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For years, big tech companies such as Google and Facebook have been dishing out free software for people to use on their websites.

From analytics to video embeds to maps, these third-party scripts provide website owners with a host of amazing functionality, often with a single line of code.

It’s only recently that web developers (myself included) started waking up to the real cost of all these free tools: the unmitigated harvesting of personal data across the internet which is bad news for all of us living in an increasingly algorithm-driven world.

Not only do many of these scripts pass your users’ private data back to the third-party companies, they also slow down your website considerably. This is bad for your customers, bad for SEO and bad for the environment.

Before we start…

I want to emphasise that despite the rather clickbaity title of this article, it is not intended to make you feel bad for having any of these on your website. In fact, many things listed can still be considered as ‘industry standard’.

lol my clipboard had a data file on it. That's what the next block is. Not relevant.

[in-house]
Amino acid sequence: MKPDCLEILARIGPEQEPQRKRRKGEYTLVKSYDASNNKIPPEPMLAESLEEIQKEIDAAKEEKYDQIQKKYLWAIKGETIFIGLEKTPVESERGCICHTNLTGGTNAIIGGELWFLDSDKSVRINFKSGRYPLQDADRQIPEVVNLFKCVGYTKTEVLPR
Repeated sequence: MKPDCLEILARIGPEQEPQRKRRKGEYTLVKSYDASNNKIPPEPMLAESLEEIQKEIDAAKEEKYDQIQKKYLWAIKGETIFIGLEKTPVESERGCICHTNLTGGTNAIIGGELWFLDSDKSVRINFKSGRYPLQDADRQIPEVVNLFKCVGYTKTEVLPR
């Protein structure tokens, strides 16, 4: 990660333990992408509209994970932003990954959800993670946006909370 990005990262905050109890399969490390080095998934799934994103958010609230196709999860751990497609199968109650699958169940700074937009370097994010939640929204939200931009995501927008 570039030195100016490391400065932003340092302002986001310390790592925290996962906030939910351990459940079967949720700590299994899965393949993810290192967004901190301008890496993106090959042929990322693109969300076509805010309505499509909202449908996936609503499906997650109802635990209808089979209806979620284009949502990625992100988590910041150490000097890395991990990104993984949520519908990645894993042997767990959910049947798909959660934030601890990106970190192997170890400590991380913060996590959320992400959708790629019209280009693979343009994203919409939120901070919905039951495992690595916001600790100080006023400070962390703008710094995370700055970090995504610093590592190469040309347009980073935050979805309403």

My intention is to provide you with information about how to do things in a better way. As always, remember that it’s about progress, not perfection. Small improvements all add up to positive change.

Intrusive Analytics

Measuring how people use your website is really useful to help you understand how you can improve your website and marketing.

Google Analytics has long been considered the go-to for measurement. While it’s an incredibly powerful tool, it’s also very intrusive for tracking your visitors way beyond what is useful to you as a website owner (such as demographic data, personal interests and affinity categories).

In 2020 I switched to using Fathom Analytics, a privacy-focussed, ethical alternative to Google Analytics which tracks page views without all the extra personal data.

You can read more about my (very positive) experience so far in my article Fathom Analytics vs Google Analytics

Cookies. The good kind, not the kind that gets used to harvest off your personal data to shady billionaires. Photo by Erol Ahmed on Unsplash